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The HR Forum

A HBR article I read this morning stated that when a team member procrastinates or displays a bad attitude, there’s a real risk of social contagion that drags down the morale and productivity of those around them. This is something I've witnessed in the past with different managers taking different approaches to it. It got me wondering what the best approach to this situation is, I've had "no nonsense" managers simply decide that its best to replace the individual team member quickly and I've seen a more wrap around approach of trying to coach them out of the bad attitude. Is there a correct approach or should it be case by case? and if so how long do you spend trying?

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Replies

  • Great question Jonathan

    As with a lot of HR, I guess it depends!

    On the context, the culture, the supply and demand of labour, critical skill level of the role.

    But I did find an interesting article here on this very topic:

    https://katenasser.com/leaders-don%E2%80%99t-coach-a-bad-attitude/

    From a personal perspective we work with a lot of SMEs generally 100 employees or less, and generally speaking they do not have the time to spare on coaching employees and typically this would be dealt with as a capability matter.  It can be very stressful for employers, the team and the employee concerned to deal with this.

    What are your thoughts on this one?

    All the best

     

    Sarah

    Leadership Challenge: How Long Do You Coach a Bad Attitude?
    Leadership challenge I am often asked: How Long Do You Coach a Bad Attitude? You don't. You inspire positive attitudes to success. Here's why and how.
    •  

      Thanks for the reply Sarah!

       

      I will most certainly take a read of that article on my next train commute. 

      My line of work also involves working with mainly SMEs and I also see the stress it takes on a business when they try to coach employees continuously. I do believe that a business has a duty to provide the initial coaching to at least try to get all new employees to fit the expected business model/standard. I think it’s always going to be personal to each manager (and also dependant on business size and budget) on how much coaching they can and are willing to provide.

      I encountered this recently with a business who on paper and during an interview employed the perfect candidate for the role, however after about 2 months it became apparent that the candidate didn’t fit the team dynamic & had potentially exaggerated her own skill set (commonly done these days) on paper and during the interview. The manager at the time initiated some additional coaching with clear paths & targets set for the employee. However again it quickly became clear that the employee was not taking on any of the coaching and it was actually having a negative effect on the employee’s attitude. After this more 1:1 sessions management were at a bit of a loss on what to do, by now the employee was now showing a lack of respect for management (had essentially become unmanageable). The employee had begun to alienate herself from the rest of her team and was taking noticeable time off (a mixture of annual leave, working from home & sick days). Naturally this had taken an adverse effect on her work and the standard that was being produced. Targets began to slip and again the management stepped in to see if there was anything that could be done, however by this point the employee saw any criticism or help as negative and didn’t respond well. At this point all available resources exhausted and an employee who’s infectious attitude was effecting the rest of the team there was no other option but to look at terminating the contract. In a stroke of luck before any of this process could begin the employee handed her notice in citing she had found a better job. I was fortunate enough to sit in on a team meeting after this had happened and heard from the team their thoughts on the situation and what had been a long and stressful year for most. Obviously the general consensus was that people were happy she was leaving as the felt her presence had created such a negative impact on the team as a whole. Management was happy as they get to try again and learn from these mistakes. In this instance it was clear that management had tried pretty much everything to coach the employee however nothing ever worked.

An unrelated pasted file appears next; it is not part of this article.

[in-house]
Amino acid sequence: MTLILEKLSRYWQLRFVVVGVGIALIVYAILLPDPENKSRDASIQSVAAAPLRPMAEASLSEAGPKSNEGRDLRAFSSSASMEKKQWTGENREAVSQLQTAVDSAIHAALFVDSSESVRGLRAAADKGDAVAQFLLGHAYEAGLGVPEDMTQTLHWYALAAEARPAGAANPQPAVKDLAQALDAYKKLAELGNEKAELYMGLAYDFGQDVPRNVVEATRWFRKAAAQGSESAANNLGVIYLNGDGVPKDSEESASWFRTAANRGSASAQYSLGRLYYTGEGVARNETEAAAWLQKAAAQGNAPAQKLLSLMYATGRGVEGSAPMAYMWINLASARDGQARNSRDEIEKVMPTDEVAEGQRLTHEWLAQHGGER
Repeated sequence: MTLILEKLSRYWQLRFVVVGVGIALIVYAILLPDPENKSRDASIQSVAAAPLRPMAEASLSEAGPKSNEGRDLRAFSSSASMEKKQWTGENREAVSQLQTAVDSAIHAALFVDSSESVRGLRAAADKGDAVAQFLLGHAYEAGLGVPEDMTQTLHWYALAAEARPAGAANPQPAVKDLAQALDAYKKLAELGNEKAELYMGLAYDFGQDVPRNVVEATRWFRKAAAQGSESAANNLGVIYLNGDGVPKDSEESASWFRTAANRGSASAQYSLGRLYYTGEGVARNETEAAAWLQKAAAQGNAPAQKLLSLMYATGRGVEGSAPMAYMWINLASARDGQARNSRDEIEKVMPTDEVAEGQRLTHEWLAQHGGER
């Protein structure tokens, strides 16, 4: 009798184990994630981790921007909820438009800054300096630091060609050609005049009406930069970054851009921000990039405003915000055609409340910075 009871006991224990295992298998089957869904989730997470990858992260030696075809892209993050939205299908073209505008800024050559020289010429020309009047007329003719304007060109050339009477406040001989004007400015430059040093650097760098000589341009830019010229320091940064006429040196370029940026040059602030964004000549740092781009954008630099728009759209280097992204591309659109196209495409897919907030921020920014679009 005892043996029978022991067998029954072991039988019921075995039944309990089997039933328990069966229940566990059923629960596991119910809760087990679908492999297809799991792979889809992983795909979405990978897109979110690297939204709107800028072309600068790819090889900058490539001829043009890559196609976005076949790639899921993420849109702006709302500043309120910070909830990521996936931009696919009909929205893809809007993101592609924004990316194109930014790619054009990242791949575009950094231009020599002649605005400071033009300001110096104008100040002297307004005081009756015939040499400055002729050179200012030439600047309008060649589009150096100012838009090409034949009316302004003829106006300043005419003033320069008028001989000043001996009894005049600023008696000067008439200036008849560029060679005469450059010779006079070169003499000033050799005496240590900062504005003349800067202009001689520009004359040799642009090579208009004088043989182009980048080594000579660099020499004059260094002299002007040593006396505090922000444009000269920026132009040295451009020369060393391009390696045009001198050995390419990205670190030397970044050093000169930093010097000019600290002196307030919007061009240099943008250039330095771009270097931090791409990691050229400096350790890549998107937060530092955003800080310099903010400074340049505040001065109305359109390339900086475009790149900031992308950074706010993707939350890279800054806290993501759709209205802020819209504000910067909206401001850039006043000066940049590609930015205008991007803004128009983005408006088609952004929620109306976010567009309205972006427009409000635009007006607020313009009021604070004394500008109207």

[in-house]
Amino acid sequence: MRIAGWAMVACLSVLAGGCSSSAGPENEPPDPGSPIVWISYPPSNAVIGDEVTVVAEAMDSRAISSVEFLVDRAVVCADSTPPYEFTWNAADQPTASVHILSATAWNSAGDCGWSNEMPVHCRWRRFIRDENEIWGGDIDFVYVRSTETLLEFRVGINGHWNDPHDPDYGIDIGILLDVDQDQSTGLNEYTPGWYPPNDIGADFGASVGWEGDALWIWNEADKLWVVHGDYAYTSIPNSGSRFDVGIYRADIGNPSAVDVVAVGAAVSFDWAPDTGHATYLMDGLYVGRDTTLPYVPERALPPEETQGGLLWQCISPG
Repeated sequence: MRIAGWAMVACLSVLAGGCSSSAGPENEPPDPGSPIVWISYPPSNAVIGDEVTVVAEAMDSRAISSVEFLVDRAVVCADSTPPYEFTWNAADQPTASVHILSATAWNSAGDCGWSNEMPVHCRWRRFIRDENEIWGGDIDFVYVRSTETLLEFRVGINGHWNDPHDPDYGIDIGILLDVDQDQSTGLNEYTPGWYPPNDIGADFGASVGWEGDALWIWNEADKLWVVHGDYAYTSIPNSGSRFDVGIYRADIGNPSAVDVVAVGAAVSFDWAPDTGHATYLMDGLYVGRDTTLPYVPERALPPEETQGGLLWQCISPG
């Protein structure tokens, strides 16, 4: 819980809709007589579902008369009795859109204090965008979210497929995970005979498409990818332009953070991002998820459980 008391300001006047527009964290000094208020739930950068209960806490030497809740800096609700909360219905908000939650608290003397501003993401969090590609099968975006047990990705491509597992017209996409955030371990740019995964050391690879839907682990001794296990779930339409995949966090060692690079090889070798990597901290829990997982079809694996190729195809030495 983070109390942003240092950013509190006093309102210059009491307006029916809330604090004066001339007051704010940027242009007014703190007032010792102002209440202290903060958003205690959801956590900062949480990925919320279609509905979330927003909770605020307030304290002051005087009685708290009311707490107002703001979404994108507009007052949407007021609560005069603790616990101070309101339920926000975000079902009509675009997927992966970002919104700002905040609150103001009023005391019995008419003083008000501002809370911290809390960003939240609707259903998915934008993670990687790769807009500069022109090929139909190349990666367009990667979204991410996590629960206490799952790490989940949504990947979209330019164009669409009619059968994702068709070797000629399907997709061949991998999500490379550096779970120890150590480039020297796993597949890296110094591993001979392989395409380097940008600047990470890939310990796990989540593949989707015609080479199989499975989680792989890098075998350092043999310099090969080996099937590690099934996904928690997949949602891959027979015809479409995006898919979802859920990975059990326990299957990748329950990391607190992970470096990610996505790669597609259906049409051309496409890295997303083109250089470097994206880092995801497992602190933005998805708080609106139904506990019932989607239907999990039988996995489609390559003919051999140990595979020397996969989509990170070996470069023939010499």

There would be management meetings afterwards that would look at their coaching they provided to see if it was an adequate amount and if the style was correct and hopefully this gives the company an opportunity to create a proper structure for dealing with this in the future. In my opinion I think it went on for too long, a year is a lot of time to take on coaching an employee especially if it doesn’t work!

      I find it really interesting discovering different companies approach to this as I’ve not found one completely the same.

      Leadership Challenge: How Long Do You Coach a Bad Attitude?
      Leadership challenge I am often asked: How Long Do You Coach a Bad Attitude? You don't. You inspire positive attitudes to success. Here's why and how.
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